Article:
I’ve had a lot of questions from people who are curious about those really cheap Chinese made chastity devices that are sold on Ebay or the Chinese version DHGate.com. Over the last few years, I became curious, myself; I spent some time looking at the surprisingly wide variety of devices available, and two in particular caught my eye (the A080 and the A081), mainly because they seemed to be copies of those made by Mature Metal. The MM devices are custom made, or at least, made in a range of sizes that you can pick, and can be further modified by request. The Chinese devices (sold by a bewildering number of different vendors) appear to be made in two or three different sizes, and the only custom option is the size of the cuff ring (ranging from 1-1/2 to 2″). After several weeks of deliberation, I thought it might be interesting to buy one of those devices just to see if I could modify it into something better; maybe not as nice as the custom devices, but something that is comfortable, convenient, and secure.
I ended up ordering the style called, for reasons unclear to me, the A080. The A081, while looking more like the MM design, has a distinct 90º bend between the opening and end, which I knew would be a problem. One of my criteria for devices is that I should be able to use a urinal, and I didn’t relish the idea of fishing the the thing out of my pants, and contorting things in order to aim appropriately. The A080 is closer to 60º (similar to the CB3000), and more workable.
Now, I’ve had mixed success in the past ordering Chinese products, including another chastity device. But I figured that for the $27, including shipping, it wouldn’t be a major expense (like The Fort, from a few years ago). The ordering process was simple, and the expected delivery date promised to be between May 23rd and June 25th — a rather liberal range. Surprisingly, I received it on May 27, just about 2 weeks after I ordered it. The box was plain, and there wasn’t any identification on it. I opened the box, and the device was wrapped in bubble wrap, with a small plastic wrapped box containing a brass Wolfdog padlock with 3 keys.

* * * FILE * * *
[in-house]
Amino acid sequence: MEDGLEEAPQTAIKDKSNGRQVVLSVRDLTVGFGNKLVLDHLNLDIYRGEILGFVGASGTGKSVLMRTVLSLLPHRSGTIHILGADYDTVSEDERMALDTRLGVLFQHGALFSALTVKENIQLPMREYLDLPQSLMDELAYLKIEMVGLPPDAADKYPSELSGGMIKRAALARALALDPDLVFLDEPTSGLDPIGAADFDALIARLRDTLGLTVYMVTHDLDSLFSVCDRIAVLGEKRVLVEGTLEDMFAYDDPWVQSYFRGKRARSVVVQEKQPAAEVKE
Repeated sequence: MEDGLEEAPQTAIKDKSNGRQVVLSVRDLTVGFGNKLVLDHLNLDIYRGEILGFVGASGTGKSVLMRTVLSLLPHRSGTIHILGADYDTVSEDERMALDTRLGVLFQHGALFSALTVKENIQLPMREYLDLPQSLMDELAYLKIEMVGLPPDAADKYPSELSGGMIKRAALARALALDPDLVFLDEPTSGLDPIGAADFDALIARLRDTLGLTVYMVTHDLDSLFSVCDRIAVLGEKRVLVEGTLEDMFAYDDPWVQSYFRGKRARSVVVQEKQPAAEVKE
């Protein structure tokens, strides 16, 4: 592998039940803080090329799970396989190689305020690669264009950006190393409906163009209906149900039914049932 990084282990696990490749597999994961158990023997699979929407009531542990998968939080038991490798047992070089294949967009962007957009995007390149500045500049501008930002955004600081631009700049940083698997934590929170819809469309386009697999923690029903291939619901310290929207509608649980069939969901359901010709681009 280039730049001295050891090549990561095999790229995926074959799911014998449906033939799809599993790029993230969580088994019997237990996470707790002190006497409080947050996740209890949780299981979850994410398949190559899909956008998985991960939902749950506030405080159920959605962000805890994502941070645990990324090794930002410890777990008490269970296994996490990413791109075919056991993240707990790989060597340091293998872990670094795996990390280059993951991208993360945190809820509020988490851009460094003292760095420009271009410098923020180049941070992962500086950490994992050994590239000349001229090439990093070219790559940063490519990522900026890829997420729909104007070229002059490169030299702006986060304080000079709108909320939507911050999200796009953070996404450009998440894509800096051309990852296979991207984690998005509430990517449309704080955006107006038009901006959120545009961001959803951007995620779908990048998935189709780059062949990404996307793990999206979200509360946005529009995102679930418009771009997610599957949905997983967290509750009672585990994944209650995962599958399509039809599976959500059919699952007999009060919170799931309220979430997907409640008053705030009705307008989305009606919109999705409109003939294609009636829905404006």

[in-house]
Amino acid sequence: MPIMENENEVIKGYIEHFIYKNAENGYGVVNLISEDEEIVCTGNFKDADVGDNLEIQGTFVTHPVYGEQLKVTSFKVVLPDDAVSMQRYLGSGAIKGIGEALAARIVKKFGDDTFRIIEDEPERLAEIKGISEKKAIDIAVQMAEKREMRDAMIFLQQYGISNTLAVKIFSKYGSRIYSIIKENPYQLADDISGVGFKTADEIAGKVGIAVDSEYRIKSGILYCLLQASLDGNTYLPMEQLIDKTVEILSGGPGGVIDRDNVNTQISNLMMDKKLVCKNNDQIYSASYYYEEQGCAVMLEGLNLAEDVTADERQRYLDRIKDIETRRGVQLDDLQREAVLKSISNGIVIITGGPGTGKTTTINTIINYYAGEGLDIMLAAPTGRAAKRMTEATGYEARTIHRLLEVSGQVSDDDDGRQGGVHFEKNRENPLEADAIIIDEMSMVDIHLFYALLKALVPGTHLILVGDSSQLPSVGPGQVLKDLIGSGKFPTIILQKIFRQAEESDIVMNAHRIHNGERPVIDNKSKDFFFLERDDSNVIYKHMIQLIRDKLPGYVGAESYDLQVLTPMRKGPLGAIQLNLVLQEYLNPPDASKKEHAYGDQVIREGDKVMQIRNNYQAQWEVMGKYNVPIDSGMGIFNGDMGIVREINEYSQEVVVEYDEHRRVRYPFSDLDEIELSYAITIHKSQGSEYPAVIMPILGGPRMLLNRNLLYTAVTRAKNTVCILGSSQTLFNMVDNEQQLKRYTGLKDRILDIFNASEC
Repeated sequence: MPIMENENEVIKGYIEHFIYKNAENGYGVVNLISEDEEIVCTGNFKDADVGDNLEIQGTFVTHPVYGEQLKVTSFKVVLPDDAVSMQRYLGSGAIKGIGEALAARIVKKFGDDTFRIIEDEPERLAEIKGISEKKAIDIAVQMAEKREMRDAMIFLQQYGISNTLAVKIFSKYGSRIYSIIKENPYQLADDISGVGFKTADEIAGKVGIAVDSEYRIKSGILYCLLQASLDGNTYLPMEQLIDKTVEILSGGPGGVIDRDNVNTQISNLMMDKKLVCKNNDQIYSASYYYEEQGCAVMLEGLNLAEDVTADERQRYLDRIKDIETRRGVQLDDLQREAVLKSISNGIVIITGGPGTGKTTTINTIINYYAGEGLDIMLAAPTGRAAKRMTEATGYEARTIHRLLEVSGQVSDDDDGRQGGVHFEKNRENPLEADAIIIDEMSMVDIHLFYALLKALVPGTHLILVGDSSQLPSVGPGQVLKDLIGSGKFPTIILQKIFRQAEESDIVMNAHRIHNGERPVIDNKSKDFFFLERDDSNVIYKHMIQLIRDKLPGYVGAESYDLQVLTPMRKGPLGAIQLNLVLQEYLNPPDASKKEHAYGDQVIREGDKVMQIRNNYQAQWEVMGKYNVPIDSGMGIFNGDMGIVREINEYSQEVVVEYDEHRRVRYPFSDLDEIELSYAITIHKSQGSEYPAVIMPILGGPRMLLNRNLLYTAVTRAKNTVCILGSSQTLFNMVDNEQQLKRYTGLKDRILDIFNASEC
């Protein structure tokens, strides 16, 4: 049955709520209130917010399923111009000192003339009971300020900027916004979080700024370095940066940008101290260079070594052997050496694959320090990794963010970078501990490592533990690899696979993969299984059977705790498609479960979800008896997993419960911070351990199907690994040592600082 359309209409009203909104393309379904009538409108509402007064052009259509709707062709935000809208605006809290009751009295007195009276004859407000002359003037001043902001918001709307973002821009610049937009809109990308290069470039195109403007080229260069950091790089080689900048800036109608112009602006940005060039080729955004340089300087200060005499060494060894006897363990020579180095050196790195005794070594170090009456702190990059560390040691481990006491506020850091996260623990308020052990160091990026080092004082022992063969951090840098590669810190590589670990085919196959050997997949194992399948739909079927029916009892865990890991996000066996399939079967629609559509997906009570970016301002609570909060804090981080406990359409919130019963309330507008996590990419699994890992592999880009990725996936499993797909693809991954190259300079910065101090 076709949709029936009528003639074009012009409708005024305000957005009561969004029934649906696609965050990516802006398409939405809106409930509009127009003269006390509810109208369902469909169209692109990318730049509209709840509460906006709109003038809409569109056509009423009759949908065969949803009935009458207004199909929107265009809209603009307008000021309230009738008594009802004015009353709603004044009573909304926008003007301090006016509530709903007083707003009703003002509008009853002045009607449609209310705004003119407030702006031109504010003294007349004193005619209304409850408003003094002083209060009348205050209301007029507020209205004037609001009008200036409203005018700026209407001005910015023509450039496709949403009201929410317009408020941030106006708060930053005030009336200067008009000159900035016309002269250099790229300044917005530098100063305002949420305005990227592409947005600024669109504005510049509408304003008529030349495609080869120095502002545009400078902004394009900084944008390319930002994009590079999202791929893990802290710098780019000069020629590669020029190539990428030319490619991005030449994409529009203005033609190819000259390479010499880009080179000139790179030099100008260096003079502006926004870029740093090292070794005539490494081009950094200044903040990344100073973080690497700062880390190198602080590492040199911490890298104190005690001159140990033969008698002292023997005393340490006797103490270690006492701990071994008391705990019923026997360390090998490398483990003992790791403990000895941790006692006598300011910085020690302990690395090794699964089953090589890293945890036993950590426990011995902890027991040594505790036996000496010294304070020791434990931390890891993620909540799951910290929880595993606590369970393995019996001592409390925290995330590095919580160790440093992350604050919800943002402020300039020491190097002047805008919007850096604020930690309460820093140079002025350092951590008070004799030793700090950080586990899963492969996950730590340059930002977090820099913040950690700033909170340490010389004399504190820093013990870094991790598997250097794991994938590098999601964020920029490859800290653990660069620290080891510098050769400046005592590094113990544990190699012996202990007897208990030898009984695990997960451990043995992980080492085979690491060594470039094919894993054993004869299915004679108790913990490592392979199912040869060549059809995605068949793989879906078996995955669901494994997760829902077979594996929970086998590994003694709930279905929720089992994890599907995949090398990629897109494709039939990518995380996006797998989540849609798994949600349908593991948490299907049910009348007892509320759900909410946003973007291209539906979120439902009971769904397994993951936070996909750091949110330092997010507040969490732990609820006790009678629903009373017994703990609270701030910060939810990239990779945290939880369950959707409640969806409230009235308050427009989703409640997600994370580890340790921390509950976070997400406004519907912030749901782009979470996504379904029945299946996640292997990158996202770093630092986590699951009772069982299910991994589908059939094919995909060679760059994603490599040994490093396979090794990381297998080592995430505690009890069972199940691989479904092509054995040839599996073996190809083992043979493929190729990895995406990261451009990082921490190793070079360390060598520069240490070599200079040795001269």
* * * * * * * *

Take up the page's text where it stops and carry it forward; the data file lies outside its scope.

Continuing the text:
My first impression was that the cage section was surprisingly well made. It was highly polished, and very clean, without traces of the polishing compound between the rings. The rings themselves were smooth, and look to be machine welded stainless steel. The end of the cage is similarly clean and polished, and the small bars were fairly consistently spaced. It looks like the pieces were all assembled and welded on a mass-production fixture, and the welds themselves may have been automatic (as opposed to hand done). The tab on the top that connects the cage to the cuff ring is a thick gauge and not prone to bending or twisting. The weld here was clean and the tab is pretty straight. All in all, I was really impressed with the quality of the cage.
The cuff ring, however, was a disappointment, especially having seen the nice work of the cage. The joint/hinge holding the two sections together are loose, allowing far too much torsion — which would translate to chafing and pinching, if they hadn’t included the bit of surgical tubing that one is expected to slide over the section to cover the hinge.
The cuff is held together by tabs slotting into the rectangular hold in the metal tab on the cage. Naturally there is a lot of play here, as well, and the way that the locking pin holds the sections together will most assuredly pinch skin, hair, and chafe. I know this for a fact because just 30 minutes wearing it was enough for me; I removed it and started thinking about how to make it more comfortable.
Let’s start with the locking pin. The pin itself just fits into the holes in the tabs on the lock ring, and the lock fits into the hole at the end. That leaves over 1/4″ of play, and at this point I should note that the Wolfdog lock is crap. The edges and corners are literally sharp enough to cut skin. I didn’t bother filing off the edges; instead, I drilled out the 3mm hold to fit the somewhat larger shackle of my Masterlock. I added some of the spacers that I made for my CB3000 and my Fort, but it was still too jangly for me. Back to the workshop, I carefully filed a flat on the head of the locking pin to make it lay flush against the tabs. That made for less play, but I knew I could do better.
I have some extra stainless steel pins and spacers from my other devices. The locking pin was slightly larger than the one that came with the A080, and fit nicely through the tab holes, while the head just cleared the tab. I filed down a flat on a couple of the spacers to keep the device from twisting on the opposite side. Marking the length, I drilled a hole for my lock, and cut the end off and rounded it over. To keep the cage from having too much play on the cuff ring, I put a rubber O-ring against the head for pressure, pushed the pin through the holes, put on the spacer with the flat, and then another O-ring to provide some tension for the lock. Not perfect, but I ended up with a lot less play, and some testing demonstrated no pinching, which was the important thing.
At some point I’ll look at how to attach the cage to a solid ring, because (in my opinion) the hinged rings are too prone to chafing and pinching.
Having now modified the device to be wearable, I’m going to stop here and get to the stats in Part 2.
When I told her I bought another cage, Mrs Edge just rolled her eyes, and then warned me that I should make sure that it was as comfortable as possible before I handed her the key.